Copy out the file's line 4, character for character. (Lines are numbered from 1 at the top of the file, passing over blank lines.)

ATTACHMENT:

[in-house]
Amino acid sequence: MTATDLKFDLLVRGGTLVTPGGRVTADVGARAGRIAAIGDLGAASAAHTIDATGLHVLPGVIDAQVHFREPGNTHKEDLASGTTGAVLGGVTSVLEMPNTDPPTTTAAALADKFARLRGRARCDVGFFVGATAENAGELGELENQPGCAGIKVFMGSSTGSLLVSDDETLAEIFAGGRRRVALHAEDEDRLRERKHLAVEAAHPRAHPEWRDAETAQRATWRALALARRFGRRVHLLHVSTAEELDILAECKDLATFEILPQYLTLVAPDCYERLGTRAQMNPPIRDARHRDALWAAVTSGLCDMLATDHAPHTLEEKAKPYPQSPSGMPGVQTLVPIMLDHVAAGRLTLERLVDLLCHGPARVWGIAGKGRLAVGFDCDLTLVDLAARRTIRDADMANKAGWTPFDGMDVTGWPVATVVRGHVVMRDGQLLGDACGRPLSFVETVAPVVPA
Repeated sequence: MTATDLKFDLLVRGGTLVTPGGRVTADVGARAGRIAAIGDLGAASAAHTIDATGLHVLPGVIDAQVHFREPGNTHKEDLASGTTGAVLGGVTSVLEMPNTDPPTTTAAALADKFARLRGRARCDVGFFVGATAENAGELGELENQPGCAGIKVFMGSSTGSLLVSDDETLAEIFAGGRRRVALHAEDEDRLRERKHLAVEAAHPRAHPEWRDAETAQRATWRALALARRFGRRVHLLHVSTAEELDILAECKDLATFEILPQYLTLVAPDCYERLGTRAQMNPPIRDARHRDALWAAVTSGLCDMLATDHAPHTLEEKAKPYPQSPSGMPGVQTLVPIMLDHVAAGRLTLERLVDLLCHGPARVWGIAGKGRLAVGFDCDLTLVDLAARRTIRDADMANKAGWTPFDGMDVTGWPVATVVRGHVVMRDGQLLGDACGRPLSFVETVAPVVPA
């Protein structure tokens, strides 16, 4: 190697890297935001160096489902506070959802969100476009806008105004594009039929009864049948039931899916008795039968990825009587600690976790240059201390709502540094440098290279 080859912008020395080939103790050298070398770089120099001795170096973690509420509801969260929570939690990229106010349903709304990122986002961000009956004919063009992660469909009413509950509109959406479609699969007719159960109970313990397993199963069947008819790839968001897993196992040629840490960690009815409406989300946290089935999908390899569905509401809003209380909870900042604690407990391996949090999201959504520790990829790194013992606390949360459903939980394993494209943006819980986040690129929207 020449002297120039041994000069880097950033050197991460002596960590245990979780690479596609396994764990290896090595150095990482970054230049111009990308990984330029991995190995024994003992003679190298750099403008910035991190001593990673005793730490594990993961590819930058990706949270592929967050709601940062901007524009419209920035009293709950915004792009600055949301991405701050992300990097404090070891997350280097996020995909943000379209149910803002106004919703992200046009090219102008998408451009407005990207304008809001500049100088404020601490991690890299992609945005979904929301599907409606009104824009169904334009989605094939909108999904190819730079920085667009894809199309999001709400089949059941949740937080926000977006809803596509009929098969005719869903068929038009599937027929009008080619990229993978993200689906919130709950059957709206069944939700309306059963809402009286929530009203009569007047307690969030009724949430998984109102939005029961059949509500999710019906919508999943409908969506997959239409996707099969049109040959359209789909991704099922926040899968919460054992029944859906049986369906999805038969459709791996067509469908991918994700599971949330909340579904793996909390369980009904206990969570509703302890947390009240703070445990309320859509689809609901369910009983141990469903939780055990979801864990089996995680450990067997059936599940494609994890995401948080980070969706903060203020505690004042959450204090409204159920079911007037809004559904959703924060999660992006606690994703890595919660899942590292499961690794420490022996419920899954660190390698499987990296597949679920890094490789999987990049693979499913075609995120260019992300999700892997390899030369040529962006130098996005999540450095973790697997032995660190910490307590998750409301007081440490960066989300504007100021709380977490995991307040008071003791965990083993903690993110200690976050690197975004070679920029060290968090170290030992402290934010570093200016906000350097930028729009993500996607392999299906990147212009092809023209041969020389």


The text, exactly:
């Protein structure tokens, strides 16, 4: 190697890297935001160096489902506070959802969100476009806008105004594009039929009864049948039931899916008795039968990825009587600690976790240059201390709502540094440098290279 080859912008020395080939103790050298070398770089120099001795170096973690509420509801969260929570939690990229106010349903709304990122986002961000009956004919063009992660469909009413509950509109959406479609699969007719159960109970313990397993199963069947008819790839968001897993196992040629840490960690009815409406989300946290089935999908390899569905509401809003209380909870900042604690407990391996949090999201959504520790990829790194013992606390949360459903939980394993494209943006819980986040690129929207 020449002297120039041994000069880097950033050197991460002596960590245990979780690479596609396994764990290896090595150095990482970054230049111009990308990984330029991995190995024994003992003679190298750099403008910035991190001593990673005793730490594990993961590819930058990706949270592929967050709601940062901007524009419209920035009293709950915004792009600055949301991405701050992300990097404090070891997350280097996020995909943000379209149910803002106004919703992200046009090219102008998408451009407005990207304008809001500049100088404020601490991690890299992609945005979904929301599907409606009104824009169904334009989605094939909108999904190819730079920085667009894809199309999001709400089949059941949740937080926000977006809803596509009929098969005719869903068929038009599937027929009008080619990229993978993200689906919130709950059957709206069944939700309306059963809402009286929530009203009569007047307690969030009724949430998984109102939005029961059949509500999710019906919508999943409908969506997959239409996707099969049109040959359209789909991704099922926040899968919460054992029944859906049986369906999805038969459709791996067509469908991918994700599971949330909340579904793996909390369980009904206990969570509703302890947390009240703070445990309320859509689809609901369910009983141990469903939780055990979801864990089996995680450990067997059936599940494609994890995401948080980070969706903060203020505690004042959450204090409204159920079911007037809004559904959703924060999660992006606690994703890595919660899942590292499961690794420490022996419920899954660190390698499987990296597949679920890094490789999987990049693979499913075609995120260019992300999700892997390899030369040529962006130098996005999540450095973790697997032995660190910490307590998750409301007081440490960066989300504007100021709380977490995991307040008071003791965990083993903690993110200690976050690197975004070679920029060290968090170290030992402290934010570093200016906000350097930028729009993500996607392999299906990147212009092809023209041969020389």